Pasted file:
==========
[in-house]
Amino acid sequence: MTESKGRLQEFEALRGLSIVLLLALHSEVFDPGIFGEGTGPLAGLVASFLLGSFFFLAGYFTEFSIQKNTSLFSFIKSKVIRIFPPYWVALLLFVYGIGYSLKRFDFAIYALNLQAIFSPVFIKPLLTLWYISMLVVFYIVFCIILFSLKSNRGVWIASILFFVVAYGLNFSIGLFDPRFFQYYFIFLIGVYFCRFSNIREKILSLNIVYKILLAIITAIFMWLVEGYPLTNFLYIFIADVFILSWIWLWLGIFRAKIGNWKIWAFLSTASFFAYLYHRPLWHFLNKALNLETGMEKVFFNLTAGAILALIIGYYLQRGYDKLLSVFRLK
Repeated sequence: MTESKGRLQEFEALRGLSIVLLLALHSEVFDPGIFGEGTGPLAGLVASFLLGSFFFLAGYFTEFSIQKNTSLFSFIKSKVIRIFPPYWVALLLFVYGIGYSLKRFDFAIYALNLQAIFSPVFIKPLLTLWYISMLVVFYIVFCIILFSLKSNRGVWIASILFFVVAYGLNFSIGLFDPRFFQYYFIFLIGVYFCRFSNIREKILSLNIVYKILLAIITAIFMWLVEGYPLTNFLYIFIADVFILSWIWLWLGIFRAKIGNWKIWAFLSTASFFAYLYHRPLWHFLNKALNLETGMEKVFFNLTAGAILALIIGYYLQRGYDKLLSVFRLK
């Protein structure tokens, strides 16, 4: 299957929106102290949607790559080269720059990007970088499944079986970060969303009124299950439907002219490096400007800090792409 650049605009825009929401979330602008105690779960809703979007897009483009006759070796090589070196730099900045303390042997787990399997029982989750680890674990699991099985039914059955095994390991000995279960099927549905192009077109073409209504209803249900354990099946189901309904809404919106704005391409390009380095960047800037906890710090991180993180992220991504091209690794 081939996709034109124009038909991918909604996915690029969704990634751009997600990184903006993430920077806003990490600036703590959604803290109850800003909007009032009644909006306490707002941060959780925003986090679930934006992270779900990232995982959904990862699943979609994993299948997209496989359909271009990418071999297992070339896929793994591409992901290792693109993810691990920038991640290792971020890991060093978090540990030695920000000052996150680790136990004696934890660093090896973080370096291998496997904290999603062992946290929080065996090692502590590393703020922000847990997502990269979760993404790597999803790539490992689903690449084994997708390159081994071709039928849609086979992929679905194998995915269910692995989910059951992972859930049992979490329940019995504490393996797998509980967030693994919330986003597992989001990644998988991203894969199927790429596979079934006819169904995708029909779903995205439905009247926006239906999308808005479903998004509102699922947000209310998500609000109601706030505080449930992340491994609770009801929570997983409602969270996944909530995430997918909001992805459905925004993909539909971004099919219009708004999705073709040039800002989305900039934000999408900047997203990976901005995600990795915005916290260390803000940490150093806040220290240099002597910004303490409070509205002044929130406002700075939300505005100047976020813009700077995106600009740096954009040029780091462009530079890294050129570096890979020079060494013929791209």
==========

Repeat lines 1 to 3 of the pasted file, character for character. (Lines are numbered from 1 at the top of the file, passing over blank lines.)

[in-house]
Amino acid sequence: MTESKGRLQEFEALRGLSIVLLLALHSEVFDPGIFGEGTGPLAGLVASFLLGSFFFLAGYFTEFSIQKNTSLFSFIKSKVIRIFPPYWVALLLFVYGIGYSLKRFDFAIYALNLQAIFSPVFIKPLLTLWYISMLVVFYIVFCIILFSLKSNRGVWIASILFFVVAYGLNFSIGLFDPRFFQYYFIFLIGVYFCRFSNIREKILSLNIVYKILLAIITAIFMWLVEGYPLTNFLYIFIADVFILSWIWLWLGIFRAKIGNWKIWAFLSTASFFAYLYHRPLWHFLNKALNLETGMEKVFFNLTAGAILALIIGYYLQRGYDKLLSVFRLK
Repeated sequence: MTESKGRLQEFEALRGLSIVLLLALHSEVFDPGIFGEGTGPLAGLVASFLLGSFFFLAGYFTEFSIQKNTSLFSFIKSKVIRIFPPYWVALLLFVYGIGYSLKRFDFAIYALNLQAIFSPVFIKPLLTLWYISMLVVFYIVFCIILFSLKSNRGVWIASILFFVVAYGLNFSIGLFDPRFFQYYFIFLIGVYFCRFSNIREKILSLNIVYKILLAIITAIFMWLVEGYPLTNFLYIFIADVFILSWIWLWLGIFRAKIGNWKIWAFLSTASFFAYLYHRPLWHFLNKALNLETGMEKVFFNLTAGAILALIIGYYLQRGYDKLLSVFRLK